Get Easily Connected: Use LinkedIn

Employability Service

Category: Staff

25 March 2022

Everyone tells you to get online but not necessarily what it can do to inspire and motivate your career. LinkedIn is part of Katie Johnson’s daily routine and here she shares some top tips for using it successfully and easily…

A great profile

So, you have created a LinkedIn profile, great job! Now what? Firstly, you will want to make sure the profile you have created is effective and represents you in the best possible way. An easy way to do this is to view the LinkedIn profiles of inspirational influencers, what does their profile have that yours lacks? What makes their LinkedIn profile stand out from the crowd? What are they posting?

How do you find these inspirational profiles? Search for the LinkedIn pages of Companies you’d love to join using LinkedIn’s main search bar. Click on the People button on the company page to see who works there and check out their LinkedIn profiles. Alternatively, you can search for People in the main search bar. Search names or job titles that inspire you, for example ‘Graphic Designer’.

Once you are happy with your profile, what should you do next? Start building your network by sending connection requests to people that you know. These might include your personal development tutor, lecturers, colleagues from your part-time job, family members, people from your sports club, old school friends, housemates, and other students on your course.


Always include a polite message when you send a request to connect. This might be less formal for a close friend or family member, but for everyone else make sure your message is pleasant but professional. Always include the recipient’s name and a greeting. Remind the recipient how you know each other. Ask them to please connect and sign off with your name. For example:

Hi Aaron

I hope you are well. I was in the seminar you delivered last week as a guest speaker at ARU, and I found your presentation inspirational and very helpful. I’d be grateful if you would please connect with me. Thank you so much for visiting our university and sharing your knowledge.

Kind regards

Amanda Smith

Think of LinkedIn as your personal store of professional contacts. As you move from one life stage to the next, completing your studies and moving into graduate work, make sure you are always connecting with people you meet and interact with along the way. This process takes time, but gradually you’ll see your network growing.  You are welcome to connect with me if you are not already!

Profile rankings

You’ll notice people’s LinkedIn profiles are ranked 1st, 2nd or 3rd+. This doesn’t mean they are medal winners! Instead, they are being ranked on how closely they are connected to you. 1st connections are people you’re directly connected to because you have accepted their invitation to connect, or they have accepted your invitation. You can direct message them.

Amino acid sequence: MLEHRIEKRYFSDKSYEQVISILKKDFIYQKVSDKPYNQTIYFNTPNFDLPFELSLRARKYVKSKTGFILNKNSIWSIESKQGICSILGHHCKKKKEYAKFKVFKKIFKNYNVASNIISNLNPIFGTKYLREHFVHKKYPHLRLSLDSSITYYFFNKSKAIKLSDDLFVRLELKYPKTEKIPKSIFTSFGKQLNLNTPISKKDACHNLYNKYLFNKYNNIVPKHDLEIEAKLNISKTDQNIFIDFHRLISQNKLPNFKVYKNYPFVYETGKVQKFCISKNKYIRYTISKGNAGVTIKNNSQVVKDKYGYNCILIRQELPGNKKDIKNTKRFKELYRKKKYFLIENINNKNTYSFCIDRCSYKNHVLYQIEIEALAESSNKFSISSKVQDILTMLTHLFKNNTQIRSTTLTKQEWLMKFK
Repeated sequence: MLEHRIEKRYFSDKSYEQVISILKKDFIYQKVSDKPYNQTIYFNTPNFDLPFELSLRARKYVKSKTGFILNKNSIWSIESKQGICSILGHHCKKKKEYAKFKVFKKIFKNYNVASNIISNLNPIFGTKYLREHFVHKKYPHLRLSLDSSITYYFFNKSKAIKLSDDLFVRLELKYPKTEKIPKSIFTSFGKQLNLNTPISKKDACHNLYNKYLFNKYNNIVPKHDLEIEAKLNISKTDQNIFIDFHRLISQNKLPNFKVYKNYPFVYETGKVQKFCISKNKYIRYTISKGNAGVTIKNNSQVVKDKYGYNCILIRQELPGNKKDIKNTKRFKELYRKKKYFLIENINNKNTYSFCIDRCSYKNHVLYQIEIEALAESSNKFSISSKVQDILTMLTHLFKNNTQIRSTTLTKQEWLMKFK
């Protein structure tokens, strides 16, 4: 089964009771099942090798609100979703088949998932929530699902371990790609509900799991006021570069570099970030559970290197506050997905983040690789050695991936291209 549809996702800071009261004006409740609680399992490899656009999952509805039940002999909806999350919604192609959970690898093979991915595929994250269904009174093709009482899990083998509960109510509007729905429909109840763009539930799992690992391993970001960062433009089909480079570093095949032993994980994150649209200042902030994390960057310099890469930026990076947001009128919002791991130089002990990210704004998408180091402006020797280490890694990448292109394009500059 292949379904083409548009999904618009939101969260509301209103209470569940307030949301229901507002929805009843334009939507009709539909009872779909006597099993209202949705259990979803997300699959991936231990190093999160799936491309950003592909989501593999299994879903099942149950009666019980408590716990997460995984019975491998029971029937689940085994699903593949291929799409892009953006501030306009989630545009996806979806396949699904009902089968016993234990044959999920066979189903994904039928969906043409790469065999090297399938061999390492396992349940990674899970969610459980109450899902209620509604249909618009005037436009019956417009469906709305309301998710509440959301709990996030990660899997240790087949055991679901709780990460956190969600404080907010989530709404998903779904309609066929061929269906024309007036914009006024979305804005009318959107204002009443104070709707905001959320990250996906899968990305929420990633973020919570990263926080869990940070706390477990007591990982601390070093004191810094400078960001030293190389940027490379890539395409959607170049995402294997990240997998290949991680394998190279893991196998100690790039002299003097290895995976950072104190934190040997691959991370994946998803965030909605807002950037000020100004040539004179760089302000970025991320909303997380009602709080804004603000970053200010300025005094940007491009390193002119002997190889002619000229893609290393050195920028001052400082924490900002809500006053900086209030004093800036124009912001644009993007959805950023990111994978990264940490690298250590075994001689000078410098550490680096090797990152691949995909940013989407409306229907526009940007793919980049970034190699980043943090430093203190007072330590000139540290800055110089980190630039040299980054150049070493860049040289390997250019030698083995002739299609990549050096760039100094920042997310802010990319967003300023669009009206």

2nd connections are people connected to your 1st connections, i.e., you have a contact in common.  Likewise, 3rd connections are people who are connected to your 2nd connections. Sometimes you might come across a profile which is ‘Out of Network’ meaning you have no connections in common at all. Gradually as your network of 1st connections increases, so will your 2nd and 3rd+ connections.

What is the point? The answer lies in visibility and influence, which bring all kinds of opportunities. These might include access to jobs, useful contacts, networking events or the latest industry news and updates.

Joining groups

You can also search for Groups to join using the main search bar on LinkedIn. Groups might include professional bodies or areas of interest for example “Anglia Ruskin University Alumni”. Join some groups relevant to your interests, the group posts will appear in your feed. You’ll often see hot industry topics and opportunities being discussed – why not get involved in the conversation?

A girl looking at a photo montage hex diagram

You’ll want to make sure that you are posting to LinkedIn regularly, set yourself a goal or a reminder to post at least once per week. This can be daunting at first, so try resharing posts that interest you and adding your own comments to content. You can also post about your continuing professional development: work experience, online courses you’ve completed, volunteering work or a new job.

If you are struggling to know what to post, look at what your connections are posting, or what other individuals post in groups. When posting, remember that LinkedIn is different to other social channels because it is a professional platform, always ensure the content you post remains professional and appropriate for your audience. No cheeky selfies from your latest night out!

If you are finding navigating around LinkedIn tough, make sure you book onto one of our popular LinkedIn Masterclass sessions. You can also contact your Faculty Employability & Careers Adviser through to request a profile review.

Katie Johnson, Employability & Careers Adviser

Our Employability Service works with students throughout their time at ARU and after they graduate. The Service offers careers advice, online resources, and help with job searches, applications and interview preparation. Our Employability & Careers Advisers may mention some of these resources and services in their blogs, to give you an idea of the careers support that's on offer at ARU. Some of these resources sit behind a log in and can only be accessed by current students.


The views expressed here are those of the individual and do not necessarily represent the views of Anglia Ruskin University. If you've got any concerns please contact us.